The Black Forest and Lake Constance, Germany; September 26-30
|Our previous travelog left off on the train from Paris to Basel. We picked
up a rental car in Basel (Switzerland) and headed to the center of
the Black Forest (Germany), staying in the small town of Triberg.
This segment of the trip was planned entirely by Tim. It went very
well, especially considering the less-than-perfect weather. Tim reports
on our time in the Triberg area:
Even though the weather in Triberg wasn't perfect, we still managed to fit in all the outdoor activities we wanted to do. Our first day started out sunny, though it was predicted to be rainy. We began with the Triberger Wasserfälle, the highest waterfall in Germany. (Photo 1 shows part of it.) It was a nice walk, and an impressive waterfall, but nothing we hadn’t seen before. Our second excursion was to a restored traditional farm, down the valley from Triberg, called Vogtsbauernhof. It was very nice, had a small crystal collection for Emily, a water-powered mill demonstration for Tim and Alex, and a picnic area for Jennifer to serve lunch. After the farm, we stopped at the Rodelbahn (summer tobaggon) in photo 3. We've tried several other rides like this one during the trip, but thanks to German engineering, this one was by far the best. On the way back to Triberg, we stopped at a huge cuckoo clock with many moving figures (photo 4), and the largest cuckoo clock in the world. The largest cuckoo clock was a little more interesting since we got to watch it chime six o’clock from inside.
On the second day we were less lucky with weather. We woke up to a drizzling, foggy day. Fortunately, we had planned all the outdoor activities for the first day. We started out by going to the Hubert Herr workshop where they make cuckoo clocks. Unfortunately, they only show the actual factory to tour groups, but we got to walk around the showroom that also showed part of the cuckoo clock making process. The second activity was the Schwarzwald Museum, a Black Forest cultural museum that also had a crystal, cuckoo clock, and player organ collection. The next thing up was the Clock Museum in the neighboring town of Furtwangen, displaying all the clocks you could possibly think of. Only Tim and Alex went because Emily and Jennifer were fed up with museums, and they had hotel reservations to work on. Emily’s favorite thing the day before was the Rodelbahn and she begged to do it again. Tim consented and we finished off the day with six rides on it for both Tim and Emily.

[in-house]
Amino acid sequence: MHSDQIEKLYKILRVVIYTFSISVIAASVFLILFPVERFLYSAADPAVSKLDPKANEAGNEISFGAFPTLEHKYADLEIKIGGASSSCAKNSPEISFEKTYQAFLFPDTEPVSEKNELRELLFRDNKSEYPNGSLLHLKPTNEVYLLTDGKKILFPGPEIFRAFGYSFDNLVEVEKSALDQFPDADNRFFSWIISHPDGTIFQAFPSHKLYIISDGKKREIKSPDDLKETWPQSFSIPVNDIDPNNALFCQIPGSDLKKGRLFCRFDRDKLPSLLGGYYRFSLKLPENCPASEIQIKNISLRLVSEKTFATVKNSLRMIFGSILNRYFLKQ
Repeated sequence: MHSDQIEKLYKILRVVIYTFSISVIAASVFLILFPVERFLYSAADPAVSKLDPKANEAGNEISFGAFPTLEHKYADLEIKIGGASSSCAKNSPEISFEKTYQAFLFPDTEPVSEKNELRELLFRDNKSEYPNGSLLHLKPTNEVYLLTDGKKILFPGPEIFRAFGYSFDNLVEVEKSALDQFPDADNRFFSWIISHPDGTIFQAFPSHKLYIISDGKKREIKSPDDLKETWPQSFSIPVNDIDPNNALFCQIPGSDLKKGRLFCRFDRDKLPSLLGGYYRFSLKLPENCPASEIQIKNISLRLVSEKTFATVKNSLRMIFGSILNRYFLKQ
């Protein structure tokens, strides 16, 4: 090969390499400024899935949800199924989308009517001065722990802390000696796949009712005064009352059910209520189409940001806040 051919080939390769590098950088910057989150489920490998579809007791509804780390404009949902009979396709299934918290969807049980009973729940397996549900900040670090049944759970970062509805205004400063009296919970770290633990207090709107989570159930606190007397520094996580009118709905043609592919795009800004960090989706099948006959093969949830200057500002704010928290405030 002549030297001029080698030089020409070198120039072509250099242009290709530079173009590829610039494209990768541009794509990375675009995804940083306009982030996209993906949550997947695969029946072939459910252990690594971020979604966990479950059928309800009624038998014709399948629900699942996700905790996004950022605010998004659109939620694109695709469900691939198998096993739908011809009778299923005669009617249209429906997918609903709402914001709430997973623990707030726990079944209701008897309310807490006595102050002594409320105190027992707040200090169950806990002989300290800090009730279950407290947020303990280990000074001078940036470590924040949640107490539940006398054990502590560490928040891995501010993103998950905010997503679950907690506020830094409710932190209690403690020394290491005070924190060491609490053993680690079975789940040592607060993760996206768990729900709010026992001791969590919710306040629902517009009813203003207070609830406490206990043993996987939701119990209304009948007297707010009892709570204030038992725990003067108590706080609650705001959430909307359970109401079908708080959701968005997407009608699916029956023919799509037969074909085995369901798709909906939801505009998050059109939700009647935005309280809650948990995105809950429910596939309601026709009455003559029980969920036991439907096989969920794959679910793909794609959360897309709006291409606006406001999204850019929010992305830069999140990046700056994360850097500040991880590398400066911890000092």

From Triberg, we drove to Lake Constance (Bodensee in German), for Emily's part of the trip. We stayed in the attractive German lakeside town of Meersburg (photo 5). Emily also planned very well -- she's been researching Lake Constance for weeks, culminating with a color-coded itinerary in 15-minute segments. The weather improved, including one absolutely beautiful crisp fall day, but unfortunately mild illnesses (colds and/or questionable stomachs) began to run rampant through the family. Between our clothes and our health, perhaps it's a good thing we'll soon have a month of recovery at home.
The illnesses didn't prevent us from making the most of our time in Lake Constance. Here's Emily's report: